Violation of Model Rule 1.7
In sum, the Court found that Howrey did violate Model Rule 1.7, but that violation did not warrant disqualification in this case.
The Court summarized the requirements of the relevant parts of Model Rule 1.7 as follows: Rule 1.7(b) provides that a lawyer shall not represent a client if the representation involves a concurrent conflict of interest. Rule 1.7(a) provides that a “concurrent conflict of interest” occurs where the representation of one client will be directly adverse to the other client. There was no dispute in this case that the representation by Howrey of the plaintiffs in this case places it in a position directly adverse to Wyeth. The Court also found that through one of Howrey’s European offices, Wyeth was a client of Howrey.
The U.S. District Court for the District of Delaware in this decision relied on Delaware Chancery Court cases for the Delaware law which recognizes that in the absence of an express contract or a formal retainer agreement evidencing an attorney-client relationship, courts “look at the contacts between the potential client and its potential lawyers to determine whether it would have been reasonable for the ‘client’ to believe that the attorney was acting on its behalf as counsel.” See, e.g., PharmAthen, Inc. v. SIGA Technologies, Inc., 2009 WL 2031793, * 1 (Del. Ch. July 10, 2009) (See summary of that decision on this blog here).
Whether Disqualification Is Appropriate In This Case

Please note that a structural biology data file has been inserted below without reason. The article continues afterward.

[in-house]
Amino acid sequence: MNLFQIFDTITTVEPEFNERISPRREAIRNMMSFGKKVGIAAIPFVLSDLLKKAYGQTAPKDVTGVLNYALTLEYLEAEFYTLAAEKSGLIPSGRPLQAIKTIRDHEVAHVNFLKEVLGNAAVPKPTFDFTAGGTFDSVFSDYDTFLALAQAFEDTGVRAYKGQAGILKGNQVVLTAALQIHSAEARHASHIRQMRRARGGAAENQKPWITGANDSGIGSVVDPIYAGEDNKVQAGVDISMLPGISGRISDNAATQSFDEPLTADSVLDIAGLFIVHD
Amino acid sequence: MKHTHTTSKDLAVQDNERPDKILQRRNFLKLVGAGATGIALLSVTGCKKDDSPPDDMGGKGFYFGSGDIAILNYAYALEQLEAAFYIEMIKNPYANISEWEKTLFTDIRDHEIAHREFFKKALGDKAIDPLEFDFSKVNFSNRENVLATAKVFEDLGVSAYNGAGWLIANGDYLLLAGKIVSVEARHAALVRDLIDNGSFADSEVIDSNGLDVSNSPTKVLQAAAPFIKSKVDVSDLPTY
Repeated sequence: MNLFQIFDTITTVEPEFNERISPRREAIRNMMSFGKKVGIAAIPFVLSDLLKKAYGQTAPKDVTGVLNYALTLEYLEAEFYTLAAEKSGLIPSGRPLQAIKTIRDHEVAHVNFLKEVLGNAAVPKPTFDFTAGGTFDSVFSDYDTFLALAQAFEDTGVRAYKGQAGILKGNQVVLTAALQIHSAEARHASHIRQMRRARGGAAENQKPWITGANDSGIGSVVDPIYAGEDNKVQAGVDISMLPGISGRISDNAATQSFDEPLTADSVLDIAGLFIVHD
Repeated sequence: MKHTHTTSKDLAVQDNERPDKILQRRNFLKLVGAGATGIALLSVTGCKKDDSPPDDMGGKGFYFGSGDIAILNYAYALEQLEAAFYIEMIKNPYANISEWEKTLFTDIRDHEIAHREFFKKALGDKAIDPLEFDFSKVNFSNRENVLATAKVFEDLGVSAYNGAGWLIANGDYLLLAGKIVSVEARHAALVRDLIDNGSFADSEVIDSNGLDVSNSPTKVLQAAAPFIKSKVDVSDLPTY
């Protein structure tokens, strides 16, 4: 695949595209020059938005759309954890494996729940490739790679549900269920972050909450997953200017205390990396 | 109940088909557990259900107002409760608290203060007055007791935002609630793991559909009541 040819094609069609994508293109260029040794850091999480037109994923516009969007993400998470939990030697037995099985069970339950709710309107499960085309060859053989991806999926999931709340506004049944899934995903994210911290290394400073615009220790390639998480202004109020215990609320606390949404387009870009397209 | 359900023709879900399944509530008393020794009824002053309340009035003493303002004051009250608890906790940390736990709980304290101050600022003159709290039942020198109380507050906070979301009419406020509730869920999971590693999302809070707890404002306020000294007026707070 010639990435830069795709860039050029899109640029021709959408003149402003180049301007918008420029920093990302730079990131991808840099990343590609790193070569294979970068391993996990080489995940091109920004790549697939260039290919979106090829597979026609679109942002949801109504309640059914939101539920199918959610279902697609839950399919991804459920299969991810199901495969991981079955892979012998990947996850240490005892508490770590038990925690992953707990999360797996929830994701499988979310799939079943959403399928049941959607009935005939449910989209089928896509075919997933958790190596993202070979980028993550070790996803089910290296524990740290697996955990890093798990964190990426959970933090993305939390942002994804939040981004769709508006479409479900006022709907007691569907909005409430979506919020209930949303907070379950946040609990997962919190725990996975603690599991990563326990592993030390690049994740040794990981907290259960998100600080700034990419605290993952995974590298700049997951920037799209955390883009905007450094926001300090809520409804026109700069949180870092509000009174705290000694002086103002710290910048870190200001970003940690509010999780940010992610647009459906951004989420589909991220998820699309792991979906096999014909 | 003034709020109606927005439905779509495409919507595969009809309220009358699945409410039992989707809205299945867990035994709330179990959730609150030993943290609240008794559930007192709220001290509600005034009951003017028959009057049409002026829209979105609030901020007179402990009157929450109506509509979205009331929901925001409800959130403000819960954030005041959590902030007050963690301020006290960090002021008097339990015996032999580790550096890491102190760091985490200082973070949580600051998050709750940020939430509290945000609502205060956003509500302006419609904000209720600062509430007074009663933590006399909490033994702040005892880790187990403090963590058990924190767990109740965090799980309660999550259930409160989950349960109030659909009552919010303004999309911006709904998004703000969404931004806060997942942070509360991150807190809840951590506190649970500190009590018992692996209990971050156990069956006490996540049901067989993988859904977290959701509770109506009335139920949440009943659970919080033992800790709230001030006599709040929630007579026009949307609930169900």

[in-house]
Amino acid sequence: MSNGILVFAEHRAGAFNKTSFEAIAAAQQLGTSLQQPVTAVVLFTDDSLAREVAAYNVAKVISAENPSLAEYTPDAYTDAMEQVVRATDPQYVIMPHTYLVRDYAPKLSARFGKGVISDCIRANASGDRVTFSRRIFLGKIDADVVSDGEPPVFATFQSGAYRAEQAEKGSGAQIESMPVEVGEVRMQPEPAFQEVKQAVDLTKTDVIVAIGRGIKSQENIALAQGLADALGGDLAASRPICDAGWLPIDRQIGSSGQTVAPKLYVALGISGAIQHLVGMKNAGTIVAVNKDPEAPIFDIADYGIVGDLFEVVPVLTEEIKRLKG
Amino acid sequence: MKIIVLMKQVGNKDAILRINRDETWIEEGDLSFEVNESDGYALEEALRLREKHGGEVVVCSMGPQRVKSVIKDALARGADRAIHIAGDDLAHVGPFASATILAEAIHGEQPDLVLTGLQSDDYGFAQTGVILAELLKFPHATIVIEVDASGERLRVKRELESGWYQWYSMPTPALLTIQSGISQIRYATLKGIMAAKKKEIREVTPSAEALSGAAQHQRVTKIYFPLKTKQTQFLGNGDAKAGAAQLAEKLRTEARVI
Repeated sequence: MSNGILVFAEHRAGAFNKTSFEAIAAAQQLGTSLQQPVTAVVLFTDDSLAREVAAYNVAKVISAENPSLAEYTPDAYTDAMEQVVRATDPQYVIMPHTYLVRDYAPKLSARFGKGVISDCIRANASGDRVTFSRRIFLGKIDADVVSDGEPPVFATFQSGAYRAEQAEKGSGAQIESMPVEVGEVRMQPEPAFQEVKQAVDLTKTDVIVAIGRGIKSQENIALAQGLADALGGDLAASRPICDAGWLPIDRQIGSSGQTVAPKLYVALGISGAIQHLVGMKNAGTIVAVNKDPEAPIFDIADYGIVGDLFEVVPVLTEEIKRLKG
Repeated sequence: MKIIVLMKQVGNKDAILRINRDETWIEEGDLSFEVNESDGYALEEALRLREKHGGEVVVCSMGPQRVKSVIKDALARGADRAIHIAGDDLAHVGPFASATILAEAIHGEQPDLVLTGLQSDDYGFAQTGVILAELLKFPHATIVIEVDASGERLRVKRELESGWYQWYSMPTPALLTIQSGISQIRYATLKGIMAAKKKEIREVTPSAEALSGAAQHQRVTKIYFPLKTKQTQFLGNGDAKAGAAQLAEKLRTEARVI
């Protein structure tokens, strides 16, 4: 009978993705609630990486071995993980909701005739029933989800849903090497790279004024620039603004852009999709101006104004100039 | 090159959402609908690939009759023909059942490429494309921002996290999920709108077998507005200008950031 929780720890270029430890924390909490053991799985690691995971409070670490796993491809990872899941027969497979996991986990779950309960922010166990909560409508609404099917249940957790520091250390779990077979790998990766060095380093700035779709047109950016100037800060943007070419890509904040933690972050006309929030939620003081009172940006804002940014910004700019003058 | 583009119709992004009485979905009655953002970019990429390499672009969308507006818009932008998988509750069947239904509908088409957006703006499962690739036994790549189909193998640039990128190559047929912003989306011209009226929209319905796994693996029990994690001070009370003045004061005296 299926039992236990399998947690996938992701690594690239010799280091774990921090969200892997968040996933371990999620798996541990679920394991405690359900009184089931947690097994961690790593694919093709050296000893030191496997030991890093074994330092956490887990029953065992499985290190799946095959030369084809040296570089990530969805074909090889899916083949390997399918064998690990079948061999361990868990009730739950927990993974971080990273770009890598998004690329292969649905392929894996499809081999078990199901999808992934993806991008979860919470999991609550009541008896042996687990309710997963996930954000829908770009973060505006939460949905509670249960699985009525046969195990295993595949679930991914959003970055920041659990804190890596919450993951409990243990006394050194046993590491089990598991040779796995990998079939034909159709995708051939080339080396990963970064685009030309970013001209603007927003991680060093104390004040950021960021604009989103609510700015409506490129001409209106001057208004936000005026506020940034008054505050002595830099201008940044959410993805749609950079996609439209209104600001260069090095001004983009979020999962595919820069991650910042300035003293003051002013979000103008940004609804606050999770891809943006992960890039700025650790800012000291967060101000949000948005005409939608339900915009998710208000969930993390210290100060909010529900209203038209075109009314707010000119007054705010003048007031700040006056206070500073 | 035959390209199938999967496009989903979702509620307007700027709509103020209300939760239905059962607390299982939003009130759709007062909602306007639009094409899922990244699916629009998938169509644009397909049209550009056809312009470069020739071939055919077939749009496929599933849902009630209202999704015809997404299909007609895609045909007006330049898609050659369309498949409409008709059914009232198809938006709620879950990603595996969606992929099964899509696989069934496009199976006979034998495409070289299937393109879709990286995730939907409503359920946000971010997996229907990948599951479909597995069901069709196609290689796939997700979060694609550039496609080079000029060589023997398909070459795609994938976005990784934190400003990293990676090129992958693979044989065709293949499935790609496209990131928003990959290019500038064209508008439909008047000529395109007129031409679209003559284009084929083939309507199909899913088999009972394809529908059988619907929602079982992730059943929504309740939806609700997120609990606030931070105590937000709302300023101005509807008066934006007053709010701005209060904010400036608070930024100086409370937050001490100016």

Despite the Court’s finding that Model Rule 1.7 was violated by Howrey, the Court nonetheless concluded that disqualification was not an appropriate remedy under the circumstances. The Court reasoned, based on Elonex, supra, that despite the concurrent representations by Howrey in unrelated matters, they were “being done out of different offices and different cities” and were being done with an ethical wall in place between the two matters. See 142 F.Supp. 2d at 583-84.
Importantly, the Court added that the failure of Howrey to comply with Model Rule 1.7 was “to a significant degree, due to Wyeth’s conduct. Among other things, Wyeth’s naming conventions, its use of the same in-house attorneys on matters involving different subsidiaries without consistently identifying to Howrey which entity those in-house attorneys were representing, and the willingness of it and its subsidiaries to receive billing invoices for matters on which they were not directly engaged with Howrey, together created significant confusion for Howrey as to which entity or entities it was representing, confusion which is evident from Howrey’s timesheets, its mailing of billing invoices, and the averments of its attorneys in Europe. Wyeth should not now benefit from such obfuscatory conduct.” In closing, the Court noted that it was aware of case law in other jurisdictions suggesting that a violation of Model Rule 1.7 should result in disqualification, but the Court did not find those decisions persuasive.